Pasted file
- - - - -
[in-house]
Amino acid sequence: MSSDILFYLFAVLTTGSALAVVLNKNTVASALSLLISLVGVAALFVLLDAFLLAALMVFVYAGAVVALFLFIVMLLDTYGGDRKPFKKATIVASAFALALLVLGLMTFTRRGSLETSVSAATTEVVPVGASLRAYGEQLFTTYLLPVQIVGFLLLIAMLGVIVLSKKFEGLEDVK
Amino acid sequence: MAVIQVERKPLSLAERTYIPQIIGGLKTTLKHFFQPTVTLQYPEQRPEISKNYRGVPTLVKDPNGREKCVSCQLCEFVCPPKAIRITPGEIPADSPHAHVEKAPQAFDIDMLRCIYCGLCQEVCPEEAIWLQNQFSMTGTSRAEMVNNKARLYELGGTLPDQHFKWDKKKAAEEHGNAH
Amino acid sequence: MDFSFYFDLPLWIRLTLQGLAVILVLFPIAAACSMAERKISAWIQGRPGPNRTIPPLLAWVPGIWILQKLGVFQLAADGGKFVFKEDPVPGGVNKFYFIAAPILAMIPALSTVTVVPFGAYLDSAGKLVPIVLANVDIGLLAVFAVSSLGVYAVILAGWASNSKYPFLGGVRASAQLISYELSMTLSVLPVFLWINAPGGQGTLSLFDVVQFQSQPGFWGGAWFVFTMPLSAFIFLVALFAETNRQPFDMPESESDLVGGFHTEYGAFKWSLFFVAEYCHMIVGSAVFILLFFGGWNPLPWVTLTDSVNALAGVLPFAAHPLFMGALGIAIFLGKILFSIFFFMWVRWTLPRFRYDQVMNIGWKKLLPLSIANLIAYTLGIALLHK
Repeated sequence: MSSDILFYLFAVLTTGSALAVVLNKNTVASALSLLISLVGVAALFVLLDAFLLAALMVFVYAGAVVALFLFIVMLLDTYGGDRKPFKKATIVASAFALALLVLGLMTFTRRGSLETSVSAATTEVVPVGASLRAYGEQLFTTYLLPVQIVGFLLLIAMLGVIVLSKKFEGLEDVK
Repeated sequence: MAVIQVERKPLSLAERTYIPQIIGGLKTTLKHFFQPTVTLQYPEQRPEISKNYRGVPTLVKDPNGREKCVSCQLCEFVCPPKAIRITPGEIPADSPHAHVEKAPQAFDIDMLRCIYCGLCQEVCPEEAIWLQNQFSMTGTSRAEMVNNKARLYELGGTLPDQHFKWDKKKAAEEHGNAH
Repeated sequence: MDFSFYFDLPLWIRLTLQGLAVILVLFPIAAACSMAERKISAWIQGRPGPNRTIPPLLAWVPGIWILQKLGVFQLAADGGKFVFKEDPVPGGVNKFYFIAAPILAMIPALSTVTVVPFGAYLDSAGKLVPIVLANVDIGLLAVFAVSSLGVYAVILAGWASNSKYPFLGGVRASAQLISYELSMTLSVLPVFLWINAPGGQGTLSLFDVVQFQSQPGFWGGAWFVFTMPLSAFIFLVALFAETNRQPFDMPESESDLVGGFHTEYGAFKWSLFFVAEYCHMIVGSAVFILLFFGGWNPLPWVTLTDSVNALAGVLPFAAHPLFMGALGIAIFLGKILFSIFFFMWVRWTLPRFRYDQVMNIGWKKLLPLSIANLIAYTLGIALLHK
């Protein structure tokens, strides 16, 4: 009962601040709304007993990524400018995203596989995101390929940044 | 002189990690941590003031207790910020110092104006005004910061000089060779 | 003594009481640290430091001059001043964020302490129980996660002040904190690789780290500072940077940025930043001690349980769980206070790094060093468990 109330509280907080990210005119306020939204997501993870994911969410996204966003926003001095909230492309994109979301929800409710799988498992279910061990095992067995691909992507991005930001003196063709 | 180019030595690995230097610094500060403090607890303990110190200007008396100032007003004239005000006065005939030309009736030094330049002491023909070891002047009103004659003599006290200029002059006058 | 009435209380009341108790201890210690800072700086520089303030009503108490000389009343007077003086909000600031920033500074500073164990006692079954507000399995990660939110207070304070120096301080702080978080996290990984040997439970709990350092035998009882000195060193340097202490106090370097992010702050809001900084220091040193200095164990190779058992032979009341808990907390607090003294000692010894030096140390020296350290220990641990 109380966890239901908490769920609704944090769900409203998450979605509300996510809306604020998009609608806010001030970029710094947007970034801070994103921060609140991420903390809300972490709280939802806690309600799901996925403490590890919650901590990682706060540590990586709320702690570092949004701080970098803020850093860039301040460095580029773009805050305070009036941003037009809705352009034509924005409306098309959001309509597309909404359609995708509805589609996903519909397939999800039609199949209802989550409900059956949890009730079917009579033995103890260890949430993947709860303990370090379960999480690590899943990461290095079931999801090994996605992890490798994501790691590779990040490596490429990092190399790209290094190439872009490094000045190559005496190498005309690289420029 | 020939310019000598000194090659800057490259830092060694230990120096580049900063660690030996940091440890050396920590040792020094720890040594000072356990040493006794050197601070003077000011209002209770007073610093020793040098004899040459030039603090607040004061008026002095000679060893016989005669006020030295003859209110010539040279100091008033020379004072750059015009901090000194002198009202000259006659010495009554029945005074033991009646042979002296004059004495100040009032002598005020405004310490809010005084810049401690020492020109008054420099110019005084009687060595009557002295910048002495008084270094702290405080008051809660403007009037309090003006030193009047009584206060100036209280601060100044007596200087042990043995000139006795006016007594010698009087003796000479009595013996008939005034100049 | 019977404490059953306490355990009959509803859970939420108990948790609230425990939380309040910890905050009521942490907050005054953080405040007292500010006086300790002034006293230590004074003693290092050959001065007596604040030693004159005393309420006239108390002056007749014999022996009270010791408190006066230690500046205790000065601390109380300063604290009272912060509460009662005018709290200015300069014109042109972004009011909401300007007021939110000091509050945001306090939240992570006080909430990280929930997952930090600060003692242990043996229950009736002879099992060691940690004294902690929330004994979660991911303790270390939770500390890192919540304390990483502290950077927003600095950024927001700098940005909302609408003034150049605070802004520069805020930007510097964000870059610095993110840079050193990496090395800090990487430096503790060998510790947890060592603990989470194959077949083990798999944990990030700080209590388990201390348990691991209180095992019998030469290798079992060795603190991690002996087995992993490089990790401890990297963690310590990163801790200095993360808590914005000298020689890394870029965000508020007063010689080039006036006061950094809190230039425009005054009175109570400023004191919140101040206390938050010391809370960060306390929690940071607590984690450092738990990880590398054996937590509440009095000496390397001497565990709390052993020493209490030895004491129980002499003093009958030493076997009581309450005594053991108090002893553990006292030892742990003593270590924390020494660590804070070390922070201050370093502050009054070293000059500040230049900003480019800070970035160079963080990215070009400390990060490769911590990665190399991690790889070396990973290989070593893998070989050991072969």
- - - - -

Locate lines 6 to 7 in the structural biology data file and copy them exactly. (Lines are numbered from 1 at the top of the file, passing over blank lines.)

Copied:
Repeated sequence: MAVIQVERKPLSLAERTYIPQIIGGLKTTLKHFFQPTVTLQYPEQRPEISKNYRGVPTLVKDPNGREKCVSCQLCEFVCPPKAIRITPGEIPADSPHAHVEKAPQAFDIDMLRCIYCGLCQEVCPEEAIWLQNQFSMTGTSRAEMVNNKARLYELGGTLPDQHFKWDKKKAAEEHGNAH
Repeated sequence: MDFSFYFDLPLWIRLTLQGLAVILVLFPIAAACSMAERKISAWIQGRPGPNRTIPPLLAWVPGIWILQKLGVFQLAADGGKFVFKEDPVPGGVNKFYFIAAPILAMIPALSTVTVVPFGAYLDSAGKLVPIVLANVDIGLLAVFAVSSLGVYAVILAGWASNSKYPFLGGVRASAQLISYELSMTLSVLPVFLWINAPGGQGTLSLFDVVQFQSQPGFWGGAWFVFTMPLSAFIFLVALFAETNRQPFDMPESESDLVGGFHTEYGAFKWSLFFVAEYCHMIVGSAVFILLFFGGWNPLPWVTLTDSVNALAGVLPFAAHPLFMGALGIAIFLGKILFSIFFFMWVRWTLPRFRYDQVMNIGWKKLLPLSIANLIAYTLGIALLHK